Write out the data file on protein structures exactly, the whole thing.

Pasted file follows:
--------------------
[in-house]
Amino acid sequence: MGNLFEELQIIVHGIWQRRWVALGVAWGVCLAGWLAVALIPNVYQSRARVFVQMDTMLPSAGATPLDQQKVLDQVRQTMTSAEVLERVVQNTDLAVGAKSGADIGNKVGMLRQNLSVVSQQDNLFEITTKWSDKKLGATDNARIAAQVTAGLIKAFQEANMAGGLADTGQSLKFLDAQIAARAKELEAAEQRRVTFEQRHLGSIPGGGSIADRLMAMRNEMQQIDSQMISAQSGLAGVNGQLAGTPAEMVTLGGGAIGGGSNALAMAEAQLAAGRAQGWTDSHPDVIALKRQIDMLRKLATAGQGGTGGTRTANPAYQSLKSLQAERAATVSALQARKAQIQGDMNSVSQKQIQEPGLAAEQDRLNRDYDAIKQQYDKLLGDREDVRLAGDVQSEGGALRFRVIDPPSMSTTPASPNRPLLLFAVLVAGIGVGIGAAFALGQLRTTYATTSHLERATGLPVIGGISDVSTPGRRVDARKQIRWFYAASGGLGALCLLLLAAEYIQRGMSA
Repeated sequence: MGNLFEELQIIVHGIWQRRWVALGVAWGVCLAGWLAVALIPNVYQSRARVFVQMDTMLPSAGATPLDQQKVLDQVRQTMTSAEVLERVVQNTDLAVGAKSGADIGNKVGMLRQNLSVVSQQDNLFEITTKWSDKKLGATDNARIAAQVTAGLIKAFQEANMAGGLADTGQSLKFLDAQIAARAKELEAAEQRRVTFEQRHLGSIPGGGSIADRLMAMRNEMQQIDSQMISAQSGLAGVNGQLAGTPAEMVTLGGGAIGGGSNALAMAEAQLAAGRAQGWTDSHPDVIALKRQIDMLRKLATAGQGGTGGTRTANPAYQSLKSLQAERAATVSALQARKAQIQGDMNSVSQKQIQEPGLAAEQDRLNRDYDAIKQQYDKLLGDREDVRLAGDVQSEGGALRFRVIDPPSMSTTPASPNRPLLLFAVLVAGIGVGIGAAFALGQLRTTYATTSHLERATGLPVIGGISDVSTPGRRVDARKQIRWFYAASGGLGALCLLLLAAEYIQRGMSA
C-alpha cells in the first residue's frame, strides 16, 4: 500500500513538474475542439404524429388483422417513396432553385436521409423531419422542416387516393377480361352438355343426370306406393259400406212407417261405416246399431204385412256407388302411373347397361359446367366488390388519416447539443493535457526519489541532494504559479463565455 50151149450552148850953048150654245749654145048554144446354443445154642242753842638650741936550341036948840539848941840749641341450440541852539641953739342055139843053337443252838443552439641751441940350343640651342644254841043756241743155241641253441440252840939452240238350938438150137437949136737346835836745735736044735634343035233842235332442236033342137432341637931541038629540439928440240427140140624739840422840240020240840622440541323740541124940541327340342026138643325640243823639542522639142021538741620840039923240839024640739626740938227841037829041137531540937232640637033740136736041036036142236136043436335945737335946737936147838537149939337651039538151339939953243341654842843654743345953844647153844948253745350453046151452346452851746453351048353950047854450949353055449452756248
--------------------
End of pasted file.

[in-house]
Amino acid sequence: MGNLFEELQIIVHGIWQRRWVALGVAWGVCLAGWLAVALIPNVYQSRARVFVQMDTMLPSAGATPLDQQKVLDQVRQTMTSAEVLERVVQNTDLAVGAKSGADIGNKVGMLRQNLSVVSQQDNLFEITTKWSDKKLGATDNARIAAQVTAGLIKAFQEANMAGGLADTGQSLKFLDAQIAARAKELEAAEQRRVTFEQRHLGSIPGGGSIADRLMAMRNEMQQIDSQMISAQSGLAGVNGQLAGTPAEMVTLGGGAIGGGSNALAMAEAQLAAGRAQGWTDSHPDVIALKRQIDMLRKLATAGQGGTGGTRTANPAYQSLKSLQAERAATVSALQARKAQIQGDMNSVSQKQIQEPGLAAEQDRLNRDYDAIKQQYDKLLGDREDVRLAGDVQSEGGALRFRVIDPPSMSTTPASPNRPLLLFAVLVAGIGVGIGAAFALGQLRTTYATTSHLERATGLPVIGGISDVSTPGRRVDARKQIRWFYAASGGLGALCLLLLAAEYIQRGMSA
Repeated sequence: MGNLFEELQIIVHGIWQRRWVALGVAWGVCLAGWLAVALIPNVYQSRARVFVQMDTMLPSAGATPLDQQKVLDQVRQTMTSAEVLERVVQNTDLAVGAKSGADIGNKVGMLRQNLSVVSQQDNLFEITTKWSDKKLGATDNARIAAQVTAGLIKAFQEANMAGGLADTGQSLKFLDAQIAARAKELEAAEQRRVTFEQRHLGSIPGGGSIADRLMAMRNEMQQIDSQMISAQSGLAGVNGQLAGTPAEMVTLGGGAIGGGSNALAMAEAQLAAGRAQGWTDSHPDVIALKRQIDMLRKLATAGQGGTGGTRTANPAYQSLKSLQAERAATVSALQARKAQIQGDMNSVSQKQIQEPGLAAEQDRLNRDYDAIKQQYDKLLGDREDVRLAGDVQSEGGALRFRVIDPPSMSTTPASPNRPLLLFAVLVAGIGVGIGAAFALGQLRTTYATTSHLERATGLPVIGGISDVSTPGRRVDARKQIRWFYAASGGLGALCLLLLAAEYIQRGMSA
C-alpha cells in the first residue's frame, strides 16, 4: 500500500513538474475542439404524429388483422417513396432553385436521409423531419422542416387516393377480361352438355343426370306406393259400406212407417261405416246399431204385412256407388302411373347397361359446367366488390388519416447539443493535457526519489541532494504559479463565455 50151149450552148850953048150654245749654145048554144446354443445154642242753842638650741936550341036948840539848941840749641341450440541852539641953739342055139843053337443252838443552439641751441940350343640651342644254841043756241743155241641253441440252840939452240238350938438150137437949136737346835836745735736044735634343035233842235332442236033342137432341637931541038629540439928440240427140140624739840422840240020240840622440541323740541124940541327340342026138643325640243823639542522639142021538741620840039923240839024640739626740938227841037829041137531540937232640637033740136736041036036142236136043436335945737335946737936147838537149939337651039538151339939953243341654842843654743345953844647153844948253745350453046151452346452851746453351048353950047854450949353055449452756248